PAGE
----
We will witness an increase in interest rates and mortgages but with a limited increase in unemployment – which is the traditional source of great difficulty during a recession; Finally, we will also observe modest drops in houses prices and a certain continuous growth of wages albeit with an increase in taxation. Inflation will determine the increase in interest rates, as well as salaries and costs of interest on government debt. Without a further strengthening of energy prices (can we see in 2023 a negotiated end of the conflict in Ukraine?), The inflation will drop in 2023.
Given the tax strictness outlined by the Government, the Bank of England will make its best To slowly raise interest rates. It will grasp the drops in inflation to moderate its increases and will stop even if inflation is still significantly higher than its 2%objective, not wanting to unduly add winds contrary to the economy. Monitor the evolution of economic data in a measured way will be his password. Both bonds and equity markets have undergone simultaneous losses almost unprecedented in 2022.
This is the necessary dissolution of a bubble induced by maintaining interest rates to zero for too long, together with monetary expansion through quantitative Easing and government support forms to businesses and citizens during the pandemic. The late move of the US Federal Reserve to restore a positive interest rate, although to a lesser extent in real terms, made excessive assessments drop both of the obligations and actions.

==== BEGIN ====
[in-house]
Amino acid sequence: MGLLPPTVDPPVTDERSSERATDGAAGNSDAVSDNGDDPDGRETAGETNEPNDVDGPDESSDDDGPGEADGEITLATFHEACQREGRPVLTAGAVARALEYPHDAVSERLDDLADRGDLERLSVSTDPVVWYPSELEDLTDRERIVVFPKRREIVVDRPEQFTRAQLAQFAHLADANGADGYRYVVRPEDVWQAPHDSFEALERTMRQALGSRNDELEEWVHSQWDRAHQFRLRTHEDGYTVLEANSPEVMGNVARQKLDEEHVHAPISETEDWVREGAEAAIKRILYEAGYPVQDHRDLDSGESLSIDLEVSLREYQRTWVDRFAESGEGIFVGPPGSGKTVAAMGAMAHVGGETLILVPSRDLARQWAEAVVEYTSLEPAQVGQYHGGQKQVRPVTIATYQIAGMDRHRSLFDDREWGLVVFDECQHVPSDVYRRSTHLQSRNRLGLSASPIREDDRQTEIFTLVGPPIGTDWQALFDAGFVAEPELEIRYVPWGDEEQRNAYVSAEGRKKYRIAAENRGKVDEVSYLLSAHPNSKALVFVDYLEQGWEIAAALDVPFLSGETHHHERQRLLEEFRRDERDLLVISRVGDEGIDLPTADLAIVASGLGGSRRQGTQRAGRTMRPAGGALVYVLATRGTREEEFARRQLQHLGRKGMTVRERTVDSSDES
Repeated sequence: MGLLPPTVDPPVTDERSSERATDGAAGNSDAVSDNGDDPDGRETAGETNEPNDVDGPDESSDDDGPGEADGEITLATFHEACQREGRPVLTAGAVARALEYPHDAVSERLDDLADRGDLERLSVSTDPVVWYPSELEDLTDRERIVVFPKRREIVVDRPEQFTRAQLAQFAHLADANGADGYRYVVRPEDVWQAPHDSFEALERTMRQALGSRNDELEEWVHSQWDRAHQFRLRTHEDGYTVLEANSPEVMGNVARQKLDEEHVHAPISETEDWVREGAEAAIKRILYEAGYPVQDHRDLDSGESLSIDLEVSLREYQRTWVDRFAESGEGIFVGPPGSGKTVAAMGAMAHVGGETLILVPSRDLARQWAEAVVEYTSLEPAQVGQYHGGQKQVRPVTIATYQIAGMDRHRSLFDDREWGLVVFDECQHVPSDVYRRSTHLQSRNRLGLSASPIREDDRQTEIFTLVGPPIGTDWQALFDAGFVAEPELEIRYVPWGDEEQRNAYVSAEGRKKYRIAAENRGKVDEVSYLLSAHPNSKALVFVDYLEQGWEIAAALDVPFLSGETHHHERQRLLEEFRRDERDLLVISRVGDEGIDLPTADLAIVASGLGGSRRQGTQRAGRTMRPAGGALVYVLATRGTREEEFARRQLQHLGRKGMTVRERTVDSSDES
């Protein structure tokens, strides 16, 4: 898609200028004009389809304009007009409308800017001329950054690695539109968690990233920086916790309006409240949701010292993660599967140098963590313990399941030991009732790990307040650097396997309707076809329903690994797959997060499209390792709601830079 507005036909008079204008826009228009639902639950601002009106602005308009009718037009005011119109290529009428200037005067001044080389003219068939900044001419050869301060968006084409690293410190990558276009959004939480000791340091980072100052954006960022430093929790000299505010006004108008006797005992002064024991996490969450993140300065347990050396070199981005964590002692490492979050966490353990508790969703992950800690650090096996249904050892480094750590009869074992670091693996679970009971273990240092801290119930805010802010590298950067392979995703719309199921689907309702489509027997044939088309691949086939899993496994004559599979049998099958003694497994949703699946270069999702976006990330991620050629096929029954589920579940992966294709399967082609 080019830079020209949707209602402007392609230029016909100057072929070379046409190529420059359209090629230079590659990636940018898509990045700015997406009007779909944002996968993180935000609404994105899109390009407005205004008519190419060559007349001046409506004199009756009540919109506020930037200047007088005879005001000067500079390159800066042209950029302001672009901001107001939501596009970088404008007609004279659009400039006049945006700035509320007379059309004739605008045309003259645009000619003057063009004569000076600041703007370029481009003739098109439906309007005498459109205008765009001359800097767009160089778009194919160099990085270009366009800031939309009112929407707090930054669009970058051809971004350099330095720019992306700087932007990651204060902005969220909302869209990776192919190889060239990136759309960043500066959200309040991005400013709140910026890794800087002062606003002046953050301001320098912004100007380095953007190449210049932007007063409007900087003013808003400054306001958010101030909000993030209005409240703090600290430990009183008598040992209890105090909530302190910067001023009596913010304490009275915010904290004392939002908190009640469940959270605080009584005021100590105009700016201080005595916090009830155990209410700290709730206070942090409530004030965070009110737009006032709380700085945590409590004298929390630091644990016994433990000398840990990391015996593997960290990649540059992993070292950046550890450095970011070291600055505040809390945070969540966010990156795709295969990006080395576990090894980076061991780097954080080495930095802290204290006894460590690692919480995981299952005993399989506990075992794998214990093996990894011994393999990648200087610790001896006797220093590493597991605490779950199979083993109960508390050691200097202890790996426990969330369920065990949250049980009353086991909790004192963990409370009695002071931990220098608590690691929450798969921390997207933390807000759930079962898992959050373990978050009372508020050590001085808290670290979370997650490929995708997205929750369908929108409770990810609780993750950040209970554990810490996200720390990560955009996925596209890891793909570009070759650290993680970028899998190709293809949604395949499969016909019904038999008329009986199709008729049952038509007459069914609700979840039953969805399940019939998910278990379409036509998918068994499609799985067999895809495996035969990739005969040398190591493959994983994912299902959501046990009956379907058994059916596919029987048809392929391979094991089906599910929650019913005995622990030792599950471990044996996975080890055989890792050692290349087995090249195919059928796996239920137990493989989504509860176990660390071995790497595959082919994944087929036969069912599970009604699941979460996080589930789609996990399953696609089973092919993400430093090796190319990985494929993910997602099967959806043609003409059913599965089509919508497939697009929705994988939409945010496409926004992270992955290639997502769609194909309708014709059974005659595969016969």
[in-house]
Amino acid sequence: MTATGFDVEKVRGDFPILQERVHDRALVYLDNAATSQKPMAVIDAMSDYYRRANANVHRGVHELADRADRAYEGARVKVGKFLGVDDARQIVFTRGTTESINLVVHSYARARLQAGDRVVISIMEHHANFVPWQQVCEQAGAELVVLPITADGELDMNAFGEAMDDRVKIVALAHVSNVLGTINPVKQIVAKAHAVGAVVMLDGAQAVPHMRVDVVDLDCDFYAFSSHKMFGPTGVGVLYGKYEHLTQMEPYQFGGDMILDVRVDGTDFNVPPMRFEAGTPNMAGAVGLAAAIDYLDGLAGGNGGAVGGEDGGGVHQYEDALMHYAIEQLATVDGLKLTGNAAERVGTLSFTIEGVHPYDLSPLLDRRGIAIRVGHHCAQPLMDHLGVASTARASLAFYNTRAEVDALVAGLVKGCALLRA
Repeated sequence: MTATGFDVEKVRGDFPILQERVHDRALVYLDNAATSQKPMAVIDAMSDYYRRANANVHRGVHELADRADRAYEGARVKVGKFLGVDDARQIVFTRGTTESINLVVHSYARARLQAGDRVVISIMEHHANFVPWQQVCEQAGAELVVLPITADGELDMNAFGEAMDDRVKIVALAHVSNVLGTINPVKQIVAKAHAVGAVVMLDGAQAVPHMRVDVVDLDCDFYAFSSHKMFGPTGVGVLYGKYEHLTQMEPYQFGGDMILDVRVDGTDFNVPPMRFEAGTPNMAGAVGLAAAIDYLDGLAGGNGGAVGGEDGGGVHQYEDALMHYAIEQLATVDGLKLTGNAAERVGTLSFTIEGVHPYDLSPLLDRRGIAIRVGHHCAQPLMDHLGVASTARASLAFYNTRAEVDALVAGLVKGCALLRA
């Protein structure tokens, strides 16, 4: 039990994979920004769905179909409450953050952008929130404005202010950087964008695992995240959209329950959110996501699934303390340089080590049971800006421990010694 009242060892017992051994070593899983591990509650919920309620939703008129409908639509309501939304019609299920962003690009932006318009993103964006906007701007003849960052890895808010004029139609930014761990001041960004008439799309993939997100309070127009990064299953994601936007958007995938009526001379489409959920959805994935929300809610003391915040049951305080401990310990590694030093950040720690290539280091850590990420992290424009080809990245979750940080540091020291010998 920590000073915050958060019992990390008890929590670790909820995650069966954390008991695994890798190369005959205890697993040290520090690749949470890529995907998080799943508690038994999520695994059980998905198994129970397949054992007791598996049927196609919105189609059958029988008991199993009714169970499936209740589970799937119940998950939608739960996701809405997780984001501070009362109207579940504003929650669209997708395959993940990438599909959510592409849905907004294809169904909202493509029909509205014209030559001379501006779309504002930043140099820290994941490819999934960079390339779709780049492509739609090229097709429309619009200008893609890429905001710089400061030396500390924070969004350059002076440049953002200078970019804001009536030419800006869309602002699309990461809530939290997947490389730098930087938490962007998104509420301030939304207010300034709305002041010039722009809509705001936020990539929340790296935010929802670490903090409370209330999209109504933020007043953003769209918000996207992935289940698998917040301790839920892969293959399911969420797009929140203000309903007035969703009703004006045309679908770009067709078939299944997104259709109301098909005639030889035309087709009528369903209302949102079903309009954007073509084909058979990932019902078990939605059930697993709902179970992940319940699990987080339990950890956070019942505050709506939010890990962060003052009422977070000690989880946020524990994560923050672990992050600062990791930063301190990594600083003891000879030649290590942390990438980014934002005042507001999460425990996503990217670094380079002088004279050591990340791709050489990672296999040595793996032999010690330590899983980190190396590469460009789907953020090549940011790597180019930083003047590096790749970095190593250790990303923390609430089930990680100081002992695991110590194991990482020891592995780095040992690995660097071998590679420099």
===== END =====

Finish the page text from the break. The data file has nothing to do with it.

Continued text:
The good news is that the liquidation was substantial, with ten -year US Treasury securities that went from a minimum in terms of return of 0.5% to about 4%. It is unlikely that increases of another 3% from here; Therefore, most of the assessments of the assessments should be behind us. Another positive news is that in recent years the British stock market has submitted in such a significant way the other equity markets – due to Brexit, of a propensity to value towards unpopular sectors and persistent net sales – which is now on levels of Evaluation from which further substantial drops are improbable.
In this context, British actions appear evaluated in a very interesting way. The least good news is that the same cannot be said for Wall Street, which remains highly appreciated compared to the historical standards despite the extent of the falls of the growth titles with high rating so inflated during the bubble period. A further downgrading to Wall Street seems inevitable, even if animal spirits are anxious to revive on the basis of any “pivot” of the Federal Reserve.
British actions are unlikely to be immune from further discounts to Wall Street, even if our evaluation suggests that there are the foundations for a fairly quick recovery. Investors will examine the effectiveness of their companies in traveling the difficult moments that await them, but after passing the pandemic, the management teams are experts in overcoming the contrary winds of both the demand and the cost of the offer. After a difficult year for investors in 2022, there is a lot of to be constructive for 2023, regardless of current twenty contrary winds.
This article is originally published on .milanofinanza.it